Your Unchurched Friends Want to Know About Your Faith
Americans who don’t go to church are happy to talk about religion and often think about the meaning of life. They’re open to taking part in community service events hosted at a church or going to a church concert.
But only about a third say they’d go to a worship service, if invited by a friend. Few think about what happens after they die.
Those are among the findings of a new online survey of 2,000 unchurched Americans from LifeWay Research and the Billy Graham Center for Evangelism. In this survey, “unchurched” means those who have not attended a worship service in the last six months, outside of a holiday or special occasion like a wedding.
More than half of Americans who don’t regularly go to church identify as Christians. They are mostly indifferent to organized religion, said LifeWay executive director Scott McConnell. “Unchurched Americans aren’t hostile to faith,” he said. “They just don’t think church is for them.”
But even though they aren’t interested in church, few of the unchurched are turned off by conversations about faith, said McConnell. Almost half say they discuss religion freely if the topic comes up (47%). A third say they listen without responding (31%), while 11 percent change the subject. Only about a third say someone has explained the benefits of being a Christian to them (35%).
The fear some Christians have of offending their friends by talking about their faith is unfounded, McConnell said. “Unchurched folks are not being overwhelmed by Christians talking about their faith,” said McConnell. “If faith is important to you, then your friends will be interested in hearing about it.”
Researchers also asked about the types of church-related activities—outside of worship services—that unchurched Americans would be interested in attending. About two-thirds say they would attend a church meeting about neighborhood safety (62%). About half would take part in a community service event (51%), concert (45%), sports or exercise program (46%), or neighborhood get-together (45%) at a church.
Fewer are interested in an invitation to a worship service (35%), recovery group (25%), or seminar on a spiritual topic (24%). When it comes to church invitations, a personal touch works better than a sales pitch.
Half of unchurched Americans say a personal invitation from a friend or family member would be effective in getting them to visit a church (51%). Other methods, such as a TV commercial (23%), postcard (23%), church member knocking on the door (21%), or Facebook ad (18%) are less effective.
Researchers also asked unchurched Americans about the big questions of life. About 7 in 10 agree there’s an ultimate plan and purpose for every person. One in 5 disagrees (19%). One in 9 isn’t sure (11%).
Few wonder, at least on a regular basis, if they’ll go to heaven when they die. Just under half (43%) say they never ponder that question. One in 5 isn’t sure the last time that question came to mind (20%). This lack of interest in the afterlife can pose a problem for Christians who want to share their faith, said McConnell. Many have been trained to ask questions like, “If you died tonight, would you go to heaven?”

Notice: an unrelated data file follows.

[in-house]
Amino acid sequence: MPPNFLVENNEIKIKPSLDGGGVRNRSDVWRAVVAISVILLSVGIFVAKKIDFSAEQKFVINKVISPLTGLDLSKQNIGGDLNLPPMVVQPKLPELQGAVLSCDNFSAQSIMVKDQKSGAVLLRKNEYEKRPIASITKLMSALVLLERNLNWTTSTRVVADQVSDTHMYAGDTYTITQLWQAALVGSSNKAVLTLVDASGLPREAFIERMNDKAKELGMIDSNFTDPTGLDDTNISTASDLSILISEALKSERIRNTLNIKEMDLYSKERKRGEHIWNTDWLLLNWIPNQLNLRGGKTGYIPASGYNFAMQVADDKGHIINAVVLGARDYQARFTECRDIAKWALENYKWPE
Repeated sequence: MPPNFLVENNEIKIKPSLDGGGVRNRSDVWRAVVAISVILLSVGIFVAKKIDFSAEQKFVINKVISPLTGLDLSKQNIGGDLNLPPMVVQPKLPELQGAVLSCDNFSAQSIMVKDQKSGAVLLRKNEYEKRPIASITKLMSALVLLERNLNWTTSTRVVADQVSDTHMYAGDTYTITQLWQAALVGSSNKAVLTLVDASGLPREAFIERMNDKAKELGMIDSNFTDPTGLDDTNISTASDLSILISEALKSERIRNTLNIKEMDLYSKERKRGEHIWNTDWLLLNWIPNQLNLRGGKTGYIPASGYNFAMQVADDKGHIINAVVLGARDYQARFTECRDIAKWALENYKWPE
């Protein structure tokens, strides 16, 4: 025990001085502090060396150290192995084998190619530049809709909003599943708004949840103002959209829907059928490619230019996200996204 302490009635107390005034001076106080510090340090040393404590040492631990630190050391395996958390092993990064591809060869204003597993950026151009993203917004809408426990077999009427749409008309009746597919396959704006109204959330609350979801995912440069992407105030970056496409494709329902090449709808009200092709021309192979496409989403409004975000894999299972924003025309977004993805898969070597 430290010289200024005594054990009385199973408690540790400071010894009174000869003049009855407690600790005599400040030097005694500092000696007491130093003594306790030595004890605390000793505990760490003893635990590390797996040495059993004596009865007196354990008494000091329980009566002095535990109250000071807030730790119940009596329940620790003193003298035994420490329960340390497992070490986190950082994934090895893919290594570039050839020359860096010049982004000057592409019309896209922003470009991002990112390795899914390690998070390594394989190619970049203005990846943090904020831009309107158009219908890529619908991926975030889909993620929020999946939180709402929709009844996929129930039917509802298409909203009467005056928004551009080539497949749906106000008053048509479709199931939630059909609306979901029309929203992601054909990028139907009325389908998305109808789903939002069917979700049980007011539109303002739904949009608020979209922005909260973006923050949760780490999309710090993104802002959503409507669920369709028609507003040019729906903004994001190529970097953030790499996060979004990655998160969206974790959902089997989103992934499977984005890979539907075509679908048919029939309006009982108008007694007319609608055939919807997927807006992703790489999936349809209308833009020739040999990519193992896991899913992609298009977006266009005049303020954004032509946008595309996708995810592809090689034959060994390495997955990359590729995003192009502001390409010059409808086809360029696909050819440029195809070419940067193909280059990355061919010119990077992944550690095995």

That tactic might not be effective, said McConnell. “If the only benefit of being a Christian is that you get to go to heaven, most unchurched people don’t care,” McConnell said. “It can’t be the only way of talking about faith.”
Instead, McConnell suggested those who want to share their faith talk about how their relationship with Jesus affects them in day-to-day life and discuss the benefits of being part of a church.
And be proactive, he said. “Don’t wait for unchurched people to bring up the topic of faith,” he said. “It’s probably not going to happen.”
Faith-Based Colleges, Universities in CA Could Lose Federal Funding
The California legislature is poised to consider legislation that could force numerous faith-based colleges and universities to accept same-sex marriage and other gay issues or lose all federal funding. SB 1146, one of two similar bills recently introduced into the California legislature, would essentially restrict faith-based education only to seminaries that train pastors and ministers.
If passed as is, this bill would strip California’s faith-based colleges and universities of their religious liberty to educate students according to their particular faiths convictions. If they teach homosexuality as sin, that marriage is between a man and a woman only, and other views that the LBGT community consider offensive, they could be stripped of their federal funding and risk losing their tax-exempt status.
Richard Kriegbaum, president of Fresno Pacific University, writes: “Stated very simply, SB 1146 would severely restrict the free and full exercise of religious freedom granted by the First Amendment of the Constitution of the United States. This bill would limit freedom of religious faith and practice only to programs, courses and activities directly and narrowly intended to train pastors and similar vocational church leaders. At FPU religious freedom would only apply to the seminary and to undergraduate programs such as Bible and Christian ministry.”
Veteran Removed from Air Force Ceremony for Mentioning God
An Air Force veteran was forcibly removed from a ceremony where he was giving a speech because his speech mentioned God. According to Breitbart.com, retired Senior Master Sergeant Oscar Rodriguez was asked by Master Sergeant Charles Roberson to give the “flag-folding speech” at Roberson’s retirement ceremony.